Although the clinical impact of bias may be minimal, the emotional impact may be profound for some physicians. Only about 1 in 10 physicians say they've ever refused to care for a patient because of that patient's negative bias toward themselves or a colleague. Of those physicians who say they've refused to treat a biased patient, however, more than one quarter say the experience has had a strong emotional impact on them. Almost twice as many female physicians (40%) report being strongly affected emotionally compared with their male counterparts (21%).

Patient Prejudice: When Credentials Aren't Enough

Stephanie Cajigal; Laurie Scudder, DNP, NP | October 18, 2017 | Contributor Information

Almost one quarter of physicians who've experienced bias within the past 5 years say that at some point, they've documented the incident in a patient's medical record. Only 10% of that group say they've reported it to an authority.

Patient Prejudice: When Credentials Aren't Enough

Stephanie Cajigal; Laurie Scudder, DNP, NP | October 18, 2017 | Contributor Information

Perhaps not surprising, physicians who work in emergency medicine—a specialty in which patients are typically not able to choose their doctor—are more likely to report hearing an offensive remark from patients. Whereas 59% of physicians overall report having heard a biased comment from a patient within the past 5 years, 83% of emergency medicine physicians say they've heard such a comment, most commonly about their gender and age. In response to these incidents, these same physicians are more likely than others to make a note in a patient's medical record.

Patient Prejudice: When Credentials Aren't Enough

Stephanie Cajigal; Laurie Scudder, DNP, NP | October 18, 2017 | Contributor Information

In addition to specialty, race also plays a part in how likely a physician is to experience bias from patients. Whereas 59% of all survey respondents reported hearing bias within the past 5 years, 70% of African American/black physicians and 69% of Asian physicians reported having heard such a remark within this same period. Being female, younger than 34 years, and not white are more likely to make a physician a target of bias.

Patient Prejudice: When Credentials Aren't Enough

Stephanie Cajigal; Laurie Scudder, DNP, NP | October 18, 2017 | Contributor Information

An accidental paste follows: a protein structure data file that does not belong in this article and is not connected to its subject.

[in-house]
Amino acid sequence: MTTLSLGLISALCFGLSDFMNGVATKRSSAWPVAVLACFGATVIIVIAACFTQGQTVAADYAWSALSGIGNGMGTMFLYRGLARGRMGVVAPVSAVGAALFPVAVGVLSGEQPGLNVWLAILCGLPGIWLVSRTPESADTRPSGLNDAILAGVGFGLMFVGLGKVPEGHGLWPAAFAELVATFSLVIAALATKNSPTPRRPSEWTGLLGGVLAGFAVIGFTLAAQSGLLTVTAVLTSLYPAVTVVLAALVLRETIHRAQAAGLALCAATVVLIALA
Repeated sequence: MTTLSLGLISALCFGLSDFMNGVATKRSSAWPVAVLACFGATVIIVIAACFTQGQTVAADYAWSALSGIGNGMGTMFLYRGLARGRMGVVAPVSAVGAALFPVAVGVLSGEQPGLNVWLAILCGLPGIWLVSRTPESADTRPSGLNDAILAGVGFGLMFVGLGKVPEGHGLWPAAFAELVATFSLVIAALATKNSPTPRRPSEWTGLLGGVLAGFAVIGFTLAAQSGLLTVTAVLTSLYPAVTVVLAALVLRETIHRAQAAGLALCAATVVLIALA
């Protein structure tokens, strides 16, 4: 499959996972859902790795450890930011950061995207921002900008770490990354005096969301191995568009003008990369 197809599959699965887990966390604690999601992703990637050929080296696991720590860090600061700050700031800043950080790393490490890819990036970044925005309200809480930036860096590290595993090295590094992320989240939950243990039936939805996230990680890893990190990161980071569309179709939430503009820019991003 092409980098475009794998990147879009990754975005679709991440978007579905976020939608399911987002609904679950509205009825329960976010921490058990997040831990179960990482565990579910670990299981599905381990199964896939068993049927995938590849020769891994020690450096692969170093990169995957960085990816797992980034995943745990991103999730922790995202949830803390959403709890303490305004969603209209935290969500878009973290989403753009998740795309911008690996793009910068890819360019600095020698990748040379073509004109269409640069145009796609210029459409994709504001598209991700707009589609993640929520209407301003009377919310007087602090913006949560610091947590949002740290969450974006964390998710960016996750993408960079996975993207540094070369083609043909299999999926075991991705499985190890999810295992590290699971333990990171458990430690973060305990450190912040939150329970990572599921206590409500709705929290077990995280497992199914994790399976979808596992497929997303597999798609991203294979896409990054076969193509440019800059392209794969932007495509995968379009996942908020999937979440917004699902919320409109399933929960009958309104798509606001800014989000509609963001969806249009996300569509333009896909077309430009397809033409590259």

African American/black physicians are more likely to hear biased remarks about race (39% vs 19% total) and ethnicity/national origin (30% vs 22% total).

Patient Prejudice: When Credentials Aren't Enough

Stephanie Cajigal; Laurie Scudder, DNP, NP | October 18, 2017 | Contributor Information

Asian physicians are more likely to hear biased remarks about their ethnicity/national origin (43% vs 22% total) and race (32% vs 19% total). In response, though, Asian physicians are less likely to have refused to care for such a patient.

Patient Prejudice: When Credentials Aren't Enough

Stephanie Cajigal; Laurie Scudder, DNP, NP | October 18, 2017 | Contributor Information

Hispanic physicians are more likely to hear remarks about their ethnicity/national origin (37% vs 22% total) and their accent (16% vs 10% total).

Patient Prejudice: When Credentials Aren't Enough

Stephanie Cajigal; Laurie Scudder, DNP, NP | October 18, 2017 | Contributor Information

According to the physicians we surveyed, most institutions don't have a formal process for handling bias or training physicians on how to handle bias. Only 16% of physicians say that their institution has a formal process for reporting patient discrimination, and fewer than 1 in 5 say their institutions provide any training on how to manage patients who express negative bias.

For more on how the medical community handles incidents involving biased patients, see our article, Physicians Who Experience Patient Prejudice Lack Resources.

Patient Prejudice: When Credentials Aren't Enough

Stephanie Cajigal; Laurie Scudder, DNP, NP | October 18, 2017 | Contributor Information

More about the WebMD survey: Funded and operated by NORC at the University of Chicago, AmeriSpeak is a probability-based panel designed to be representative of the US household population. Randomly selected US households are sampled with a known, non-zero probability of selection from the NORC National Sample Frame, and then contacted by US mail, telephone, and field interviewers (face to face). AmeriSpeak panelists participate in NORC studies or studies conducted by NORC on behalf of governmental agencies, academic researchers, and media and commercial organizations. NORC at the University of Chicago is an independent research institution.

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Physicians Who Experience Patient Prejudice Lack Resources

A WebMD/Medscape survey conducted in partnership with STAT found that 59% of doctors have experienced bias from patients. So, what can physicians do in these situations?